Actinocyclus verrucosus Ehrenberg, 1831 (61mm)

Opisthobranch of the Week Data


Frequency on Okinawa:
Collection Data:
[brackets indicate range for all Okinawa-collected specimens of the species]

        *CASIZ: California Academy of Sciences, Invertebrate Zoology

Species Account:

        Actinocyclus verrucosus is considered to be very rare on Okinawa. The above featured animal is only one of three individuals collected from Okinawa and this specimen was collected from twelve meters, amid mixed silty-sand and oyster shell rubble, beneath a concrete pier and associated pilings.

        The above animal was previously listed here on the Okinawa Slug Site as Actinocyclus japonicus. With a recent review of the genus by Valdés (2002) I've decided to discarded the earlier page of A. japonicus to reflect the current view of Valdés and I'm therefore using the name A. verrucosus. The following comments in re A. japonicus are from Valdés (2002):

        Up to now, several names have been proposed for species of this genus, but no one knows for sure how many valid species it comprises. Most authors appear to agree that A. japonicus is the valid name for a widespread Indo-Pacific species (Kay & Young, 1969; Bertsch & Johnson, 1981; Willan & Coleman, 1984; Wells & Bryce, 1993; Gosliner & Johnson, 1994), but its relationships with the type species, A. verrucosus Ehrenberg, 1831, from the Red Sea, are unknown.

        The following description of external morphology of A. verrucosus is also taken from Valdés (2002):

External Morphology: The body is elevated, short, oval, almost as long as wide. The dorsum is covered with several simple conical tubercles scattered irregularly. Some of them are much larger and have a depression on the apex. The central part of the body is clearly elevated over the mantle margin, which is relatively narrow. The perfoliate rhinophores are composed of 20 lamellae in a 33 mm-long specimen (CASIZ 104697). There are 16 unipinnate branchial leaves in the 33 mm-long specimen. In the living animal they are pointing inward, with the apices very close to each other.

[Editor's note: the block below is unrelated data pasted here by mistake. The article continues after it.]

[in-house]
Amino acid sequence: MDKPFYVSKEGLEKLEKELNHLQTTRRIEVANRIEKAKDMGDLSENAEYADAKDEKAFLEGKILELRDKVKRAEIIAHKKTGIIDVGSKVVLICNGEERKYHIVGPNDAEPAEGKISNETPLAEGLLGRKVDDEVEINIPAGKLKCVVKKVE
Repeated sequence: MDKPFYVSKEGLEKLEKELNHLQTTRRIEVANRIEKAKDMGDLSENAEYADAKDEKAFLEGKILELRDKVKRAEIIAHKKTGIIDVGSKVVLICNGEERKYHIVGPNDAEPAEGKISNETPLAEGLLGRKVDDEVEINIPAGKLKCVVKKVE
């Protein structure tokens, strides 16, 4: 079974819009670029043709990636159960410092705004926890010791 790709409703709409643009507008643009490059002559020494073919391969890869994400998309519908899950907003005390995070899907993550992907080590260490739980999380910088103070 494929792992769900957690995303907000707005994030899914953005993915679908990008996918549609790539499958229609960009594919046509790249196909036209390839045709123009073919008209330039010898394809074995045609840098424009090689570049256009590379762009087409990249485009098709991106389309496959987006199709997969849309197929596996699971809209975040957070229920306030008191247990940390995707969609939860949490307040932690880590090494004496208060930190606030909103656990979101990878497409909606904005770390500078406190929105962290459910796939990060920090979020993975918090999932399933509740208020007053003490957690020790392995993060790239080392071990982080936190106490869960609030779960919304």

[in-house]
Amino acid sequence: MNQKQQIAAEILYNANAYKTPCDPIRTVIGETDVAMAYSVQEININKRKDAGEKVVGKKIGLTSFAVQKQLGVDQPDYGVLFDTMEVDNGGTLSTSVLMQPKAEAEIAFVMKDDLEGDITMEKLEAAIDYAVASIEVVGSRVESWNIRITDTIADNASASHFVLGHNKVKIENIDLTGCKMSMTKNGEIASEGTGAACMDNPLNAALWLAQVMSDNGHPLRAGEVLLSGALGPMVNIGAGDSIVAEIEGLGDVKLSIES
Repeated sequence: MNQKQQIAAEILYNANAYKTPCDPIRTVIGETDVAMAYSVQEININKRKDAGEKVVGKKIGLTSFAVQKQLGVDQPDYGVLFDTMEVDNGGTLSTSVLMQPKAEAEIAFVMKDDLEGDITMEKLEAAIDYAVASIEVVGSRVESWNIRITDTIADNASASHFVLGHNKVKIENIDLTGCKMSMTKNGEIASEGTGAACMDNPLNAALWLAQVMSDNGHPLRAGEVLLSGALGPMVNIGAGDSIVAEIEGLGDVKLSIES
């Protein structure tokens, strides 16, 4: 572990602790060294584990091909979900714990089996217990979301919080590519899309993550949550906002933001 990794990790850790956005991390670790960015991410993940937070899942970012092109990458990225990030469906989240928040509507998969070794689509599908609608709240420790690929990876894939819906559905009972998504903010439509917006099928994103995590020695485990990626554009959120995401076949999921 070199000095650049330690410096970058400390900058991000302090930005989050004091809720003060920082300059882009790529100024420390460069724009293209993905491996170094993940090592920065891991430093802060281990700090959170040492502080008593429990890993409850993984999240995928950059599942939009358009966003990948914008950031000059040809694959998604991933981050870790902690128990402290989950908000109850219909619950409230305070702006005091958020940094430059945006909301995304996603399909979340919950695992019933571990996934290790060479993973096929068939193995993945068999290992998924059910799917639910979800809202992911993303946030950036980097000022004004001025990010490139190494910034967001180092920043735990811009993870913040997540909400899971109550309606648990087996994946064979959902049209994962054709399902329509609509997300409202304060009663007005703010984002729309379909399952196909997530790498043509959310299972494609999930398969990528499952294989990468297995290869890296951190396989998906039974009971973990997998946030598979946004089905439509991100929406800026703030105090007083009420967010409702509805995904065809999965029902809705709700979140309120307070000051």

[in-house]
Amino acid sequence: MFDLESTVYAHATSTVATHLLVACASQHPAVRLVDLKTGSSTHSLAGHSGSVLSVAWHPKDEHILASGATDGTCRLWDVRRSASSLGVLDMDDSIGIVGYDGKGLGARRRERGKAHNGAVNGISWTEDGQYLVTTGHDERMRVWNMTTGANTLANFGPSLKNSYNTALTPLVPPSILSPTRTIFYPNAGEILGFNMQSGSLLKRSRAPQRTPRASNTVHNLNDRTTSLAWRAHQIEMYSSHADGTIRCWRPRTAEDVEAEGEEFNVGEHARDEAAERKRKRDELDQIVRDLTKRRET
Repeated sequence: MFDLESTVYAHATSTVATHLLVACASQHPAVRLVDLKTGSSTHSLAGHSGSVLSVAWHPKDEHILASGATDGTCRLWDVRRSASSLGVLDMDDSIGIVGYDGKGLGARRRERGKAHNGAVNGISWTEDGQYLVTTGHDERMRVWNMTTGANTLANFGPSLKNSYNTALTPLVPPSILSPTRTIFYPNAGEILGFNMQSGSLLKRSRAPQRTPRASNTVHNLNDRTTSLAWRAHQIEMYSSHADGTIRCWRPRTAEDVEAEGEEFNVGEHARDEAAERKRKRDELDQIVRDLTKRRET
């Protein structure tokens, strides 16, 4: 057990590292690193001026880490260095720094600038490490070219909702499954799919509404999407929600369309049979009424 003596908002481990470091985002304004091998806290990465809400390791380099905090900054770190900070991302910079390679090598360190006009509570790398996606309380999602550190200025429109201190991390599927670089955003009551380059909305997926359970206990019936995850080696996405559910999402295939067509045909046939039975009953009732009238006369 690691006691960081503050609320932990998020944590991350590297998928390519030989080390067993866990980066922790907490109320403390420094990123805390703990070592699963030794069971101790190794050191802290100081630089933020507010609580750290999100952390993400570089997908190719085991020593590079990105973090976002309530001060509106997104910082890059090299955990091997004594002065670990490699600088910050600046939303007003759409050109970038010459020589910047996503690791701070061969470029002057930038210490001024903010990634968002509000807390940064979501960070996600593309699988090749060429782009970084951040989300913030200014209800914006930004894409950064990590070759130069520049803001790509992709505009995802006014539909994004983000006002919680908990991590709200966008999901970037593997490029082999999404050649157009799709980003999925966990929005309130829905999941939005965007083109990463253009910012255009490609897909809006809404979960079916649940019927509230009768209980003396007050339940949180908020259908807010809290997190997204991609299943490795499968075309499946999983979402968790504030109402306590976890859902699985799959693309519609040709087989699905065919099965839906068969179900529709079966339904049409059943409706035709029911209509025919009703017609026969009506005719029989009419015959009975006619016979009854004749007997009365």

The background color varies from cream brownish to dark brown or gray. Some specimens are almost black. There are paler areas, generally white or yellowish, irregularly distributed on the dorsum. The entire dorsum is covered with small, evenly distributed black spots. The depressions on the tips of the larger tubercles are dark brown or black. The gill is dark gray or black, with numerous small white spots, more densely distributed near the base. The rhinophores are the same color as the body.

        The anterior border of the foot is not grooved or notched, with anteriorly directed foot margins partially surrounding the mouth area. There are no oral tentacles.

Literature Cited:

Page Date: 05 Aug '02
Page Modification Date: 05 Aug '02
Digitally manipulated photo
Copyright © 2002 Robert F. Bolland